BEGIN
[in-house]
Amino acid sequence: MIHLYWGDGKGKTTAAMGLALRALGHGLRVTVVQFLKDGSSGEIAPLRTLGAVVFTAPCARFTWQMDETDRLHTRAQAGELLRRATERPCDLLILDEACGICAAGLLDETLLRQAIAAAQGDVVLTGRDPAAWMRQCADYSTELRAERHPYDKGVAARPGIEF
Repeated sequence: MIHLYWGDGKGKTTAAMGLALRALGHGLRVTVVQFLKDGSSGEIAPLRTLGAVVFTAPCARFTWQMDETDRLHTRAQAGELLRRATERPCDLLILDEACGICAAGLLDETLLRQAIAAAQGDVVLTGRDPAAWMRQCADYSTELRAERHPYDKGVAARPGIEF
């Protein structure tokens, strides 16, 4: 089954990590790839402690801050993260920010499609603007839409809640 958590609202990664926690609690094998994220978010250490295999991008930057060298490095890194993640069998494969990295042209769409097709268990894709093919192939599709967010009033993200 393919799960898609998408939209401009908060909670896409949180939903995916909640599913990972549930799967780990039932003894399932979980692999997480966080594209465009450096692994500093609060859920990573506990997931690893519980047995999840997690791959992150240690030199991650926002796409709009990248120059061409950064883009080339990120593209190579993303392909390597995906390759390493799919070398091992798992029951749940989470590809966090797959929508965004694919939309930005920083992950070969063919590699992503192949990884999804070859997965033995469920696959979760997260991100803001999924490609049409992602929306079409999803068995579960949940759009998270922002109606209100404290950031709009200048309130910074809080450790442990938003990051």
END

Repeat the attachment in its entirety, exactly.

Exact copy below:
[in-house]
Amino acid sequence: MIHLYWGDGKGKTTAAMGLALRALGHGLRVTVVQFLKDGSSGEIAPLRTLGAVVFTAPCARFTWQMDETDRLHTRAQAGELLRRATERPCDLLILDEACGICAAGLLDETLLRQAIAAAQGDVVLTGRDPAAWMRQCADYSTELRAERHPYDKGVAARPGIEF
Repeated sequence: MIHLYWGDGKGKTTAAMGLALRALGHGLRVTVVQFLKDGSSGEIAPLRTLGAVVFTAPCARFTWQMDETDRLHTRAQAGELLRRATERPCDLLILDEACGICAAGLLDETLLRQAIAAAQGDVVLTGRDPAAWMRQCADYSTELRAERHPYDKGVAARPGIEF
């Protein structure tokens, strides 16, 4: 089954990590790839402690801050993260920010499609603007839409809640 958590609202990664926690609690094998994220978010250490295999991008930057060298490095890194993640069998494969990295042209769409097709268990894709093919192939599709967010009033993200 393919799960898609998408939209401009908060909670896409949180939903995916909640599913990972549930799967780990039932003894399932979980692999997480966080594209465009450096692994500093609060859920990573506990997931690893519980047995999840997690791959992150240690030199991650926002796409709009990248120059061409950064883009080339990120593209190579993303392909390597995906390759390493799919070398091992798992029951749940989470590809966090797959929508965004694919939309930005920083992950070969063919590699992503192949990884999804070859997965033995469920696959979760997260991100803001999924490609049409992602929306079409999803068995579960949940759009998270922002109606209100404290950031709009200048309130910074809080450790442990938003990051």